Kentucky’s Economy Won’t Grow if People Can’t Get to Work

As leaders of Kentucky’s three largest commercial service airports, we understand that infrastructure investment is critical to our state’s continued economic success. Our airports are crucial infrastructure assets to Kentucky, supporting more than 100,000 jobs and creating a $13 billion impact for the commonwealth and the Louisville, Lexington and Northern Kentucky regions.

Growth will only continue if we appreciate the need to invest in airports and surrounding infrastructure, such as highways, roads and bridges. Kentucky urgently needs to appropriately fund infrastructure, to accommodate for future growth and maintain what is currently in place.

Infrastructure, and the ability it provides to connect locally and internationally, is a key driver for businesses that are considering expanding in or relocating to our state. Businesses make location decisions, in part, based on the connectivity of our local airports and the accessibility of highways and roads that facilitate getting their goods to market.

Indeed, in 2018, we estimate our three airports will have served about 13.9 million passengers — business and community members who rely on infrastructure to get to our airports and continue their journeys.

Kentucky is the premier air cargo venue for North America — serving as home to DHL’s second-largest operation in the world, the soon-to-be constructed Amazon Air hub, and UPS Worldport. Kentucky plays a key role in e-commerce, both domestically and internationally, with growth anticipated to increase in 2019. The goods shipped through airports must get to homes and businesses via ground transportation.

Businesses like DHL, Amazon and UPS need to move people and goods as efficiently as possible. Lack of air service and well-maintained airports, congested roads and failing or undersized bridges hinder the ability to retain and attract business. We want to continue to spur economic growth, not impede it.

According to 2017 data from the American Society of Civil Engineers, about 8 percent of Kentucky roads are in poor condition. Further, businesses like ours can only grow if we have the workforce available to support employer needs. Public transit is an infrastructure category in urgent need of attention. TARC, TANK and Lextran — the three largest transit systems of more than 30 across the commonwealth — provide 11 million work-based trips per year.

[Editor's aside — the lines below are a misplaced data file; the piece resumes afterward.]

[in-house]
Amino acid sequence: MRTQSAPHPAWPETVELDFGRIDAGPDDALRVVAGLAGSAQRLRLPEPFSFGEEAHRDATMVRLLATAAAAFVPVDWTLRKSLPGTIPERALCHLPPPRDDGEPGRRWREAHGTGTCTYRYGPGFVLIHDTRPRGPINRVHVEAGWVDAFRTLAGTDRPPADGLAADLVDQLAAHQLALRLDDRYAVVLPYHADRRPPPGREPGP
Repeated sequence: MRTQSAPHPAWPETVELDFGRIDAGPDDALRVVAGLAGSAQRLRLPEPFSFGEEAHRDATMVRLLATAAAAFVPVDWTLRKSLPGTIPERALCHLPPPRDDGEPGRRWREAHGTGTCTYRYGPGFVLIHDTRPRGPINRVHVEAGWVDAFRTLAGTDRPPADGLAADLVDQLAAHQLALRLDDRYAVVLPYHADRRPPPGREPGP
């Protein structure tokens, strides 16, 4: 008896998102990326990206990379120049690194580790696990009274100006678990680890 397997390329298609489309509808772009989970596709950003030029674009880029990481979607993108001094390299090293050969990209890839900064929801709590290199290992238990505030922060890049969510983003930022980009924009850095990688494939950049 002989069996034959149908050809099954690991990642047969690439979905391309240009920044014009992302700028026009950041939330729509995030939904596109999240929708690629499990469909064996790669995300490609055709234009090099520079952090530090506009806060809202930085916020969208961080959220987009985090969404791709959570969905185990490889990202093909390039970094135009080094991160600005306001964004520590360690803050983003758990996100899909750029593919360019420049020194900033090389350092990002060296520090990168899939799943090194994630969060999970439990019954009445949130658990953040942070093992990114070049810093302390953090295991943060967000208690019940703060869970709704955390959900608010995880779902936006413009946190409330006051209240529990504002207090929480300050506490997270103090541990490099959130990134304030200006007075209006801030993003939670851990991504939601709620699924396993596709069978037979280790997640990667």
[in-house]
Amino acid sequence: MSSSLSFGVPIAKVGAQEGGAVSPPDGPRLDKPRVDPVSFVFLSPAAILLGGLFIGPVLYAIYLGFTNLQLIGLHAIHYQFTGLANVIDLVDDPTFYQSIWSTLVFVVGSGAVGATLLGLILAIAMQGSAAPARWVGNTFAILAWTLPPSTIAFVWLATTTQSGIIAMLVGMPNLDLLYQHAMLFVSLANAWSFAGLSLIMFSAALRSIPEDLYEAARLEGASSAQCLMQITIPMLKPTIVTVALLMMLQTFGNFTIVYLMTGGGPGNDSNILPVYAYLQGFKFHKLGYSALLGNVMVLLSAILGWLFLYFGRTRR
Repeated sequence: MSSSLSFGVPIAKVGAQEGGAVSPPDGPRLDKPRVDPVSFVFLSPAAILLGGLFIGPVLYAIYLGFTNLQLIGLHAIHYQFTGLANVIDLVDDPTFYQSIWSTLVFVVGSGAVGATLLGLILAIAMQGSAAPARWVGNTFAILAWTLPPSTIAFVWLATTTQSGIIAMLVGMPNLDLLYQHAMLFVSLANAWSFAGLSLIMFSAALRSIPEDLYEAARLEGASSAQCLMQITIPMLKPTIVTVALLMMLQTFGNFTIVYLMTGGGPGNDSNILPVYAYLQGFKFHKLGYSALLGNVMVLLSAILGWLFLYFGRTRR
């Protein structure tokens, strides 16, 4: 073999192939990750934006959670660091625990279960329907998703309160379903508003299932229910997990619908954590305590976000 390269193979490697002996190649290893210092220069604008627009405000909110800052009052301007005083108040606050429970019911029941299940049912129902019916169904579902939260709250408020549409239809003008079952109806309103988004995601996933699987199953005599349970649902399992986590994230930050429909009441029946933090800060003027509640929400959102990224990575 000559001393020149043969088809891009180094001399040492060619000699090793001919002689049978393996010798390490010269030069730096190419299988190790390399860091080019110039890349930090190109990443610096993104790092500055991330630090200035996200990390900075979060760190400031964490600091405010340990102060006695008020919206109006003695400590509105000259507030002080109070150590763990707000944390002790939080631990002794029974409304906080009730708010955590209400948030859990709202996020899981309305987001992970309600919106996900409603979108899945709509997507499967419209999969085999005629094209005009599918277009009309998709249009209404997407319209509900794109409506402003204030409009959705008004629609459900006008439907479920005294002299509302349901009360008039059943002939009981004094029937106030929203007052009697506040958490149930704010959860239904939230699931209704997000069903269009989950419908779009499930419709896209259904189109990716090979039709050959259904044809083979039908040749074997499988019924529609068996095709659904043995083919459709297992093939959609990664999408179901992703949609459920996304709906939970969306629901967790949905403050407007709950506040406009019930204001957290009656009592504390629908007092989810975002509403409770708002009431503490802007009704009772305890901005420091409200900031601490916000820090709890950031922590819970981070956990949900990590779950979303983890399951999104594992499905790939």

In fiscal year 2016, Kentucky spent $0.42 per capita on public transit, as compared to the national state median of $4.04. Indiana spent far more than this — $9.41 per capita on transit.

The current funding level is not adequate to keep pace with the important role that transit plays in getting people to their jobs. Further, toll credits that Kentucky uses to match federal dollars (primarily for capital expenses, like new buses) will no longer be available after 2020. If the state does not designate new funding, our local governments and transit providers will struggle to find funding just to satisfy existing expenses, let alone invest in new buses, stations or routes.

Economic success and growth simply cannot happen without additional state funding for infrastructure. Our business at airports is to move people and goods. We are, however, only one part of a transportation system that moves Kentucky, and we urge our state leaders to seize the opportunity in 2019 to enable continued growth by investing in our future.

Dan Mann is executive director of Louisville International Airport; Candace McGraw is CEO, Cincinnati/Northern Kentucky International Airport; Eric Frankl is executive director of Blue Grass Airport.

Source Lexington Herald